36. 36
    joel hanes says:

    Steve Finley skrev :

    “Net neutrality” has always meant one thing, and one thing only: Bandwidth pigs get a free ride, and low volume users pay for it.

    Completely incorrect.

    randiego quoth :

    I have no sympathy for any kind of tiered content selection/pricing scheme

    Has nothing at all to do with net neutrality. Nothing.
    But it’s what the enemies of Net neutrality _want_ you to think it’s about.

    Net neutrality is about treating all endpoints and protocols the same. Kevin Drum had a thread about this just this morning; amazingly, two of the first few commentators got it exactly right (although Kevin does not).

    A couple examples.
    In a Net without neutrality:

    AT&T’s DSL internet customers will find that Skype and Vonage just don’t work well for them (and so pose no threat to AT&T’s telephone business model).

    Microsoft will be free to enter into contracts with Comcast that privilege certain packets, protocols, and endpoints, to the mutual advantage of both companies. On the server side, packets originating from Microsoft’s Exchange Server and web server products will be privileged over those originating from Linux-based systems. Email that your friends send from a disfavored system may arrive after several days delay, while the corporate emails from your bank come within seconds. Web pages built with Microsoft’s ASP will load immediately, while those built on Apache will lag and lag until they time out. On the customer end : for Comcast customers, only Microsoft’s Internet Explorer will offer a satisfactory browsing experience — contractually-arranged performance degradation will plague users of Firefox, Opera, and Chrome.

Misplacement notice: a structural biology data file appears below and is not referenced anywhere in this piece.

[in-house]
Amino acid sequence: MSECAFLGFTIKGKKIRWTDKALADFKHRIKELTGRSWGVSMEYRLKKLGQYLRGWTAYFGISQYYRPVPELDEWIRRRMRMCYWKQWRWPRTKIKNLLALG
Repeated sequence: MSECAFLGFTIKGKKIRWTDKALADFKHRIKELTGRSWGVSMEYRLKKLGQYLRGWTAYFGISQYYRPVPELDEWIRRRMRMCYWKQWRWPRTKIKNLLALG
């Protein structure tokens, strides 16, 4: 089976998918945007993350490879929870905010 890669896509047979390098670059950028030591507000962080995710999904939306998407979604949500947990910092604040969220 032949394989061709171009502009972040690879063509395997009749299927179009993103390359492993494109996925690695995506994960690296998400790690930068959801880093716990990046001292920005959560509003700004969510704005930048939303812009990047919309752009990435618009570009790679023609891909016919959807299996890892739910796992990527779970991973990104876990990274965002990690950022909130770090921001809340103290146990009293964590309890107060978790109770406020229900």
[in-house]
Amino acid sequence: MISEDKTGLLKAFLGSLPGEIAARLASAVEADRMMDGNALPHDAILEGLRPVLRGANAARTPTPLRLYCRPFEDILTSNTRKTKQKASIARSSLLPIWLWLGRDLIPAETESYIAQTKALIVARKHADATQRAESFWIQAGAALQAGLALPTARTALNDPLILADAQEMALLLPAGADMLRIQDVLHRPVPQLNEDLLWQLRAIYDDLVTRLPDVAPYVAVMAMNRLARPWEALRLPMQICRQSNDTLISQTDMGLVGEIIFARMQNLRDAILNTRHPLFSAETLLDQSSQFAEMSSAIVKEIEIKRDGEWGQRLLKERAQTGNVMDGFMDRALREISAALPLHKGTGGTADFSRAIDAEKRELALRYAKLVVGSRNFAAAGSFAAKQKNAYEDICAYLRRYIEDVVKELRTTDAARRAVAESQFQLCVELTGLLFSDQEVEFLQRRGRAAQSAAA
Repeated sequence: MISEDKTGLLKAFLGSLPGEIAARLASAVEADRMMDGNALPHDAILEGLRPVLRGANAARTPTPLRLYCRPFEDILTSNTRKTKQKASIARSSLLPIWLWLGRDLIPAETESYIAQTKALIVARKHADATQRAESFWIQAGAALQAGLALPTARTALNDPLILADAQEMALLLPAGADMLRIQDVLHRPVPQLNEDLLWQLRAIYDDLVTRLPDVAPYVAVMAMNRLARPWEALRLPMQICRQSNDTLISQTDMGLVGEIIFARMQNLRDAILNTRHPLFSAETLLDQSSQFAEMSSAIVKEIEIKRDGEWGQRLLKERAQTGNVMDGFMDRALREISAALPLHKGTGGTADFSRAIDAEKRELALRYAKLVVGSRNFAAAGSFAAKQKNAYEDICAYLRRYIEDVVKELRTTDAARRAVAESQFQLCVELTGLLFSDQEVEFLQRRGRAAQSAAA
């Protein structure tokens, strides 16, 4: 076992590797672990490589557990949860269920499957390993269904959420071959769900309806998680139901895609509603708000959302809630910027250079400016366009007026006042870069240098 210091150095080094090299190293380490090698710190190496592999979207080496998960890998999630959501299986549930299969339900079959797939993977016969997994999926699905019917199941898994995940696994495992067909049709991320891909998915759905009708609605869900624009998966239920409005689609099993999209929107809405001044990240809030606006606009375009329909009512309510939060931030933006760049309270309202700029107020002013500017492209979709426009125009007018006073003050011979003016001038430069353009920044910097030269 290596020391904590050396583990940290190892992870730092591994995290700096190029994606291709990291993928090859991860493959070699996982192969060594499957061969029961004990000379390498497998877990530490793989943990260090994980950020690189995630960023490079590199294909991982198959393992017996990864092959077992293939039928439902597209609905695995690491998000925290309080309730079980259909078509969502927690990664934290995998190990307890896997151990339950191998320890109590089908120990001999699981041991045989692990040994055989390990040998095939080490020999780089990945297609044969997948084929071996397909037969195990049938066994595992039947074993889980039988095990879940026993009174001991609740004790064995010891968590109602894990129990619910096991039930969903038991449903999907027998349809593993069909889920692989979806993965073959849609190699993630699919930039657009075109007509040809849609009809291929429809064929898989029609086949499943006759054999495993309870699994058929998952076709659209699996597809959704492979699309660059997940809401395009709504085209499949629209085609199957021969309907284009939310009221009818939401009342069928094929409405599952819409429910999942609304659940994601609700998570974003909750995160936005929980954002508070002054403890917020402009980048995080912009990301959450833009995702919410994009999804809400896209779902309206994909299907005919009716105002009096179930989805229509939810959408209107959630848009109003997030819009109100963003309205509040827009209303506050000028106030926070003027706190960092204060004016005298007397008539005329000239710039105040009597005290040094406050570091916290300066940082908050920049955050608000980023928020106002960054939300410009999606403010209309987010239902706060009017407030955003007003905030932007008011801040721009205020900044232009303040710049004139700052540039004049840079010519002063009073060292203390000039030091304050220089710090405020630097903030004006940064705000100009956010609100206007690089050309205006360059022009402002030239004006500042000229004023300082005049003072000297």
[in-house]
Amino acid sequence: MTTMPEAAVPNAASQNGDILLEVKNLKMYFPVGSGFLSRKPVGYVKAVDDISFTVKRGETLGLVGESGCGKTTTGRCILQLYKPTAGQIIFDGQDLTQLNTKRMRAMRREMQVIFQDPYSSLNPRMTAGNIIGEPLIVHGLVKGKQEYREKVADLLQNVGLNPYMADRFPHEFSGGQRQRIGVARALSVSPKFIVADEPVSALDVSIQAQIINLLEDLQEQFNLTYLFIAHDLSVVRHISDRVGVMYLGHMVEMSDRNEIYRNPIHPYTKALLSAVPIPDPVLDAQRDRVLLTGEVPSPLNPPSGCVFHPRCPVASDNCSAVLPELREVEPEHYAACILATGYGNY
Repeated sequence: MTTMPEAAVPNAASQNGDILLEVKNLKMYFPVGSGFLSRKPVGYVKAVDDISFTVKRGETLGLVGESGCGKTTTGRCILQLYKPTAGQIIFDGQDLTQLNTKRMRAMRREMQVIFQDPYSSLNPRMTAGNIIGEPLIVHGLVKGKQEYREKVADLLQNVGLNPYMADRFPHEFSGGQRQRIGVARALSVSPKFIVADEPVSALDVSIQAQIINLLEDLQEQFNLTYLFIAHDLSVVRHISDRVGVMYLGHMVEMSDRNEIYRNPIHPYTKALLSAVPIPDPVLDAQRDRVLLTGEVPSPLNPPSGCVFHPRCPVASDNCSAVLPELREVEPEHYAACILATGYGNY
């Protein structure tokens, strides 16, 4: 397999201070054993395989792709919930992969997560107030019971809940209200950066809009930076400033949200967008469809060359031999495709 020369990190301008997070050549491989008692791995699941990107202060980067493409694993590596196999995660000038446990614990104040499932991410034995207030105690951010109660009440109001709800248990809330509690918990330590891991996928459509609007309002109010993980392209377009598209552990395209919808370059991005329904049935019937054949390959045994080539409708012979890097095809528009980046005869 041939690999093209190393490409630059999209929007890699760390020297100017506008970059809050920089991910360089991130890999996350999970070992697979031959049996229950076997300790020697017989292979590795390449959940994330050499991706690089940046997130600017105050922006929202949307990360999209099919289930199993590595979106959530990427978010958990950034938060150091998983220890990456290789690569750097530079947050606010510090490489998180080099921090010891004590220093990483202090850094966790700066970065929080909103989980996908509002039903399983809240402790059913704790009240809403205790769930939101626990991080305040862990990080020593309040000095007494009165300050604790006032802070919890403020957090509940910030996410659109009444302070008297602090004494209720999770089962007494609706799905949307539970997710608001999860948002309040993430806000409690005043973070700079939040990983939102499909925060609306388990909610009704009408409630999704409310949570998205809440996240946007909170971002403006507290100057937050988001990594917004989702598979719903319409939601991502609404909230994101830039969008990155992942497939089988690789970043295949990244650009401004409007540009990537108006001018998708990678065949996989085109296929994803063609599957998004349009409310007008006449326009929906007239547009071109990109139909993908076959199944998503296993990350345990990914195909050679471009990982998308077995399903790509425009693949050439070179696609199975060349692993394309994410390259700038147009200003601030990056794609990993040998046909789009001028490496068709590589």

Comcast is pretending that this is about those nasty BitTorrent bandwidth hogs, but their real concern is to extinguish the free exchange of video content that competes with their cable TV business model.

    Discrimination by bandwidth demand – acceptable.
    Discrimination by packet type or origin – completely unacceptable.
    That’s Net neutrality.
    Accept no substitutes.

  37. 37
    qkslvrwolf says:

    As I understand it, the way the ruling looks right now, your ISP can make a deal with microsoft and redirect you to bing whenever you try and go to google.

    We’re so fucked.

  38. 38
    qkslvrwolf says:

    joel hanes says it better, but my final comment still stands: we’re fucked.

  39. 39
    JoeK says:

    @joel hanes:

    Discrimination by bandwidth demand – acceptable.
    Discrimination by packet type or origin – completely unacceptable.

    Yes, exactly.

    Of course, the ISPs seem to over-book their bandwidth — not everyone with 6Mbps service on my cable segment can use all their paid-for bandwidth simultaneously. This is what forces the ISP to have to manage high-bandwidth applications differently. It seems wrong from a getting-what-you-pay-for standpoint — if I’m paying for a 6Mbps connection, I ought to be able to use all of it, continuously 24/7 if I want. I suspect this is completely unrealistic, though, given existing network infrastructure. Which seems to imply that metered service is the right answer — pay for only the bandwidth you actually use, and enforce absolute impartiality on the ISP’s part re how that bandwidth is used. That would be fine with me, provided my monthly bill ended up about the same.